The Dover Public Library website offers public access to a wide range of information, including historical materials that are products of their particular times, and may contain values, language or stereotypes that would now be deemed insensitive, inappropriate or factually inaccurate. However, these records reflect the shared attitudes and values of the community from which they were collected and thus constitute an important social record.

The materials contained in the collection do not represent the opinions of the City of Dover, or the Dover Public Library.

Middlebrook Golf Club

Middlebrook Golf Club

Middlebrook Golf Club 3.jpg

Dover's first golf course was located on several acres now occupied by Birchwood Place and the entrance to the Spaulding Turnpike adjacent to Burger King. The club was organized about 1903 and the 1607-yard golf course had but six holes, the longest a 410-yard par 5! Golfers had to not only play around Sawyer Mills' brick water reservoir which was in the middle of the course, but also had to avoid the cow patties left by the grazing herds of Middlebrook Farm. Caddies were often hired just to retrieve golf balls from nasty lies on the course.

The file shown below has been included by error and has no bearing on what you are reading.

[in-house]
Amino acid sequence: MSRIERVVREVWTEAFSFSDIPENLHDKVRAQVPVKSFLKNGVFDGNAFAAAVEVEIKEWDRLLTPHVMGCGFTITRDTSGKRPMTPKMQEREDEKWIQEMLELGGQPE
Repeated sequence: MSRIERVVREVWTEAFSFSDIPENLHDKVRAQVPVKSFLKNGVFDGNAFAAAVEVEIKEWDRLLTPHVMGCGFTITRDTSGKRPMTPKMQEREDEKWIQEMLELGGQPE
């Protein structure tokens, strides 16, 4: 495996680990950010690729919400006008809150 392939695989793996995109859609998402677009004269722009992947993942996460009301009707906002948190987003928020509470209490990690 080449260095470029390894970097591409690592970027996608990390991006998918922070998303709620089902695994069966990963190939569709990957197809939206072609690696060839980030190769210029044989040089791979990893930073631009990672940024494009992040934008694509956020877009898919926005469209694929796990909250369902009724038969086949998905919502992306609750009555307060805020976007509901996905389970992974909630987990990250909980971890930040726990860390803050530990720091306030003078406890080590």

Middlebrook Golf Club also had a small clubhouse (now moved to 58 Rutland Street) and a tennis court. dues were $5.00 per year, with ladies offered non-voting associate memberships for $2.50.

In 1921, the club reorganized as the Cochecho Country Club and moved to larger facilities on Gulf Road, an 89 acre former farm. The Cochecho Country Club offered a 9 hole golf course and club house. There were 400 members. In October 1927 the club house burned down, a new building replaced it in 1930.

Cocheco Country Club.jpgDance Hall, Cochecho Country Club

This historical essay is provided free to all readers as an educational service. It may not be reproduced on any website, list, bulletin board, or in print without the permission of the Dover Public Library. Links to the Dover Public Library homepage or a specific article's URL are permissible.